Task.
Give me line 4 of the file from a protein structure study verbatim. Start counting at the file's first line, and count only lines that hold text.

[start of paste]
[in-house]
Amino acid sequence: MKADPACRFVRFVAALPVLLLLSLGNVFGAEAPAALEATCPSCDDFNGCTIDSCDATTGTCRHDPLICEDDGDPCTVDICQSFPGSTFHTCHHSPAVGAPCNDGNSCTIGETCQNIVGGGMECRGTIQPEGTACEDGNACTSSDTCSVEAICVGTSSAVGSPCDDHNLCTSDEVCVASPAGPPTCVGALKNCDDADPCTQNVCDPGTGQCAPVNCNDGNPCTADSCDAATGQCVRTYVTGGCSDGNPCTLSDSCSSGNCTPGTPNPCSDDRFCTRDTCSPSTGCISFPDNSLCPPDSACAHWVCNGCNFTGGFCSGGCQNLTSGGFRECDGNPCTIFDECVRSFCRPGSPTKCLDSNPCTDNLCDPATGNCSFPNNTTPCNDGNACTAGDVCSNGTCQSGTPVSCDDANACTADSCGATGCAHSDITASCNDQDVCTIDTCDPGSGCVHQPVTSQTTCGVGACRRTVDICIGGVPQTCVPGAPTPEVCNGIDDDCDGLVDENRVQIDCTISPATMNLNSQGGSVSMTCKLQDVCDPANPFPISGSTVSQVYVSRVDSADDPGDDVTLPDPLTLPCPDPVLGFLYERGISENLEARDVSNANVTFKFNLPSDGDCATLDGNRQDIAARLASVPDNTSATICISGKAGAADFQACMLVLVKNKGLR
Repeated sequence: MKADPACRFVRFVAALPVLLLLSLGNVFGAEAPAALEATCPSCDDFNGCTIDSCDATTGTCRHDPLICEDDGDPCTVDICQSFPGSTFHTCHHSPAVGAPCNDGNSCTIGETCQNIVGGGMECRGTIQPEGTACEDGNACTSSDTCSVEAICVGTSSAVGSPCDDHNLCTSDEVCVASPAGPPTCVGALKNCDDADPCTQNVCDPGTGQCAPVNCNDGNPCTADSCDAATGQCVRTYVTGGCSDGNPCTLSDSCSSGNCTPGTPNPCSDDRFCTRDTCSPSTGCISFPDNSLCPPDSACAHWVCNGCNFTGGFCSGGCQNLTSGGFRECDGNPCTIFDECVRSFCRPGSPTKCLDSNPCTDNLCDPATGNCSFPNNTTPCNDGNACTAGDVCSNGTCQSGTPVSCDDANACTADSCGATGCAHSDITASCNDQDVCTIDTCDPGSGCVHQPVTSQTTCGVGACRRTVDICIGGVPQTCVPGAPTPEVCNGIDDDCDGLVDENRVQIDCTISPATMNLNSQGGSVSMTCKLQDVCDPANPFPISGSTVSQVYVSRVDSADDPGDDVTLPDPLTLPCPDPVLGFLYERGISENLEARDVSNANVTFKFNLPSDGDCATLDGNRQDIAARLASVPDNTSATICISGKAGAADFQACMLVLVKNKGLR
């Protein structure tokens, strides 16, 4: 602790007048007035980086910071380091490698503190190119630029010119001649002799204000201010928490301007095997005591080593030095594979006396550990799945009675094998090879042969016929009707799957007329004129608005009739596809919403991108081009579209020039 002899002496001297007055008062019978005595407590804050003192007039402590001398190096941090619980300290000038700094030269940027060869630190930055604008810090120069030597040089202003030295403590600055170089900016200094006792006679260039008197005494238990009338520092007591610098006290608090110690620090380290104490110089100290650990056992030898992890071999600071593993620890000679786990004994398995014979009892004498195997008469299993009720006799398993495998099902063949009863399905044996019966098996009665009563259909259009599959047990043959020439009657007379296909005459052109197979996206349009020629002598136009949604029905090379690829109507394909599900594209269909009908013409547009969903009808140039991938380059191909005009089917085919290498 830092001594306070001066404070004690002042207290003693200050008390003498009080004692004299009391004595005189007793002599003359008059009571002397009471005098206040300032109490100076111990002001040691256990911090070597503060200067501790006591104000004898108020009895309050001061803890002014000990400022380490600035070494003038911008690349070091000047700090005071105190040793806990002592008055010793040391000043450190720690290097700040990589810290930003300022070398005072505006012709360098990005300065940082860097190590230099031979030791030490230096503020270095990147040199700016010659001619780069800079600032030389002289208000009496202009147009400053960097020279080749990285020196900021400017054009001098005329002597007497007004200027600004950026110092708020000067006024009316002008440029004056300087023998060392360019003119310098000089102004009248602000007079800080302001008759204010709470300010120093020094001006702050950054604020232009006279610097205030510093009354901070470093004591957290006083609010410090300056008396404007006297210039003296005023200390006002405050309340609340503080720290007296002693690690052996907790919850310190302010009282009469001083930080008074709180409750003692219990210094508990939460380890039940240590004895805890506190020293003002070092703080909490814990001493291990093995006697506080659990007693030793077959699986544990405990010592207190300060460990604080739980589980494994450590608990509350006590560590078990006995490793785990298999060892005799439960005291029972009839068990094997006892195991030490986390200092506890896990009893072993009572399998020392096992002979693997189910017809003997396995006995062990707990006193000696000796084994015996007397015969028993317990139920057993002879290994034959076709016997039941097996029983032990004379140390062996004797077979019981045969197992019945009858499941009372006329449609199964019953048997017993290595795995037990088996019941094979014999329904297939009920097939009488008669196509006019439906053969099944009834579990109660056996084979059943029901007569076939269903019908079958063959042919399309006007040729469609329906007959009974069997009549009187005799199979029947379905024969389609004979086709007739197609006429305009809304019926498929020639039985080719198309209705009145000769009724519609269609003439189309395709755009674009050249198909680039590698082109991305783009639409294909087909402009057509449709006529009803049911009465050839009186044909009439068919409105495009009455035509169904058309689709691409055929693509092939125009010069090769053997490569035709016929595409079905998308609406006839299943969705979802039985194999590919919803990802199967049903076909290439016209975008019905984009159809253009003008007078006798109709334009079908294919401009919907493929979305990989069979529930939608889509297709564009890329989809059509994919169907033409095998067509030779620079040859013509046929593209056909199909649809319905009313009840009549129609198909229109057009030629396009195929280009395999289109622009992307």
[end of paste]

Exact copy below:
């Protein structure tokens, strides 16, 4: 602790007048007035980086910071380091490698503190190119630029010119001649002799204000201010928490301007095997005591080593030095594979006396550990799945009675094998090879042969016929009707799957007329004129608005009739596809919403991108081009579209020039 002899002496001297007055008062019978005595407590804050003192007039402590001398190096941090619980300290000038700094030269940027060869630190930055604008810090120069030597040089202003030295403590600055170089900016200094006792006679260039008197005494238990009338520092007591610098006290608090110690620090380290104490110089100290650990056992030898992890071999600071593993620890000679786990004994398995014979009892004498195997008469299993009720006799398993495998099902063949009863399905044996019966098996009665009563259909259009599959047990043959020439009657007379296909005459052109197979996206349009020629002598136009949604029905090379690829109507394909599900594209269909009908013409547009969903009808140039991938380059191909005009089917085919290498 830092001594306070001066404070004690002042207290003693200050008390003498009080004692004299009391004595005189007793002599003359008059009571002397009471005098206040300032109490100076111990002001040691256990911090070597503060200067501790006591104000004898108020009895309050001061803890002014000990400022380490600035070494003038911008690349070091000047700090005071105190040793806990002592008055010793040391000043450190720690290097700040990589810290930003300022070398005072505006012709360098990005300065940082860097190590230099031979030791030490230096503020270095990147040199700016010659001619780069800079600032030389002289208000009496202009147009400053960097020279080749990285020196900021400017054009001098005329002597007497007004200027600004950026110092708020000067006024009316002008440029004056300087023998060392360019003119310098000089102004009248602000007079800080302001008759204010709470300010120093020094001006702050950054604020232009006279610097205030510093009354901070470093004591957290006083609010410090300056008396404007006297210039003296005023200390006002405050309340609340503080720290007296002693690690052996907790919850310190302010009282009469001083930080008074709180409750003692219990210094508990939460380890039940240590004895805890506190020293003002070092703080909490814990001493291990093995006697506080659990007693030793077959699986544990405990010592207190300060460990604080739980589980494994450590608990509350006590560590078990006995490793785990298999060892005799439960005291029972009839068990094997006892195991030490986390200092506890896990009893072993009572399998020392096992002979693997189910017809003997396995006995062990707990006193000696000796084994015996007397015969028993317990139920057993002879290994034959076709016997039941097996029983032990004379140390062996004797077979019981045969197992019945009858499941009372006329449609199964019953048997017993290595795995037990088996019941094979014999329904297939009920097939009488008669196509006019439906053969099944009834579990109660056996084979059943029901007569076939269903019908079958063959042919399309006007040729469609329906007959009974069997009549009187005799199979029947379905024969389609004979086709007739197609006429305009809304019926498929020639039985080719198309209705009145000769009724519609269609003439189309395709755009674009050249198909680039590698082109991305783009639409294909087909402009057509449709006529009803049911009465050839009186044909009439068919409105495009009455035509169904058309689709691409055929693509092939125009010069090769053997490569035709016929595409079905998308609406006839299943969705979802039985194999590919919803990802199967049903076909290439016209975008019905984009159809253009003008007078006798109709334009079908294919401009919907493929979305990989069979529930939608889509297709564009890329989809059509994919169907033409095998067509030779620079040859013509046929593209056909199909649809319905009313009840009549129609198909229109057009030629396009195929280009395999289109622009992307």